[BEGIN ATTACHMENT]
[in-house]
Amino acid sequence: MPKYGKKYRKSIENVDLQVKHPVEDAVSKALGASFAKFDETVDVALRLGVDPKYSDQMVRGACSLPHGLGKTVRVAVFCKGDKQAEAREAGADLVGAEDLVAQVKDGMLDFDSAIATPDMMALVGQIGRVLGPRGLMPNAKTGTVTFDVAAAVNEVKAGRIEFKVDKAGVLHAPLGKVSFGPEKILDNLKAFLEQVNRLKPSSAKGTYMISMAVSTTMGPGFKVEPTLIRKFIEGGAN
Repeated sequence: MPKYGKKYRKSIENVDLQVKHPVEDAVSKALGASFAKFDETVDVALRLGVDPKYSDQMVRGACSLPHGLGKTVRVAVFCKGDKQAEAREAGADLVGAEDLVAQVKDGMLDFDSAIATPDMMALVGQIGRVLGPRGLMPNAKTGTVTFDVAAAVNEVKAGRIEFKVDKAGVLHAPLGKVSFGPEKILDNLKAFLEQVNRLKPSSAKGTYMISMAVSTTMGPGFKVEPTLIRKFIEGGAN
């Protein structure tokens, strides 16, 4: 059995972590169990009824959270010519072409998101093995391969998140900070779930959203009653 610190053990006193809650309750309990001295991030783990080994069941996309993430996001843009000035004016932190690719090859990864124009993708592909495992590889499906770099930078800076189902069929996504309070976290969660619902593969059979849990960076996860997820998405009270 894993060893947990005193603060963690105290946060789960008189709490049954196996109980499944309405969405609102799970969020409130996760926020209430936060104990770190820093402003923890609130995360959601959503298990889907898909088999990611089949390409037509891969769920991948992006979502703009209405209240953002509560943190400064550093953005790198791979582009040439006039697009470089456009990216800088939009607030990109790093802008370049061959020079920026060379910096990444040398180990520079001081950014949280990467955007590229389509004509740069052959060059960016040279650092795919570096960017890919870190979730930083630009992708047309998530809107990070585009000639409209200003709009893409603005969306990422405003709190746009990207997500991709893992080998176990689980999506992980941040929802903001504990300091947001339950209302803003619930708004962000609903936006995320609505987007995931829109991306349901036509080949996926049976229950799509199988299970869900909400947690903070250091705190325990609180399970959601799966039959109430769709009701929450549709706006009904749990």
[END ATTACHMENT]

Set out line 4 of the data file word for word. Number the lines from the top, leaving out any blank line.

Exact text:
């Protein structure tokens, strides 16, 4: 059995972590169990009824959270010519072409998101093995391969998140900070779930959203009653 610190053990006193809650309750309990001295991030783990080994069941996309993430996001843009000035004016932190690719090859990864124009993708592909495992590889499906770099930078800076189902069929996504309070976290969660619902593969059979849990960076996860997820998405009270 894993060893947990005193603060963690105290946060789960008189709490049954196996109980499944309405969405609102799970969020409130996760926020209430936060104990770190820093402003923890609130995360959601959503298990889907898909088999990611089949390409037509891969769920991948992006979502703009209405209240953002509560943190400064550093953005790198791979582009040439006039697009470089456009990216800088939009607030990109790093802008370049061959020079920026060379910096990444040398180990520079001081950014949280990467955007590229389509004509740069052959060059960016040279650092795919570096960017890919870190979730930083630009992708047309998530809107990070585009000639409209200003709009893409603005969306990422405003709190746009990207997500991709893992080998176990689980999506992980941040929802903001504990300091947001339950209302803003619930708004962000609903936006995320609505987007995931829109991306349901036509080949996926049976229950799509199988299970869900909400947690903070250091705190325990609180399970959601799966039959109430769709009701929450549709706006009904749990």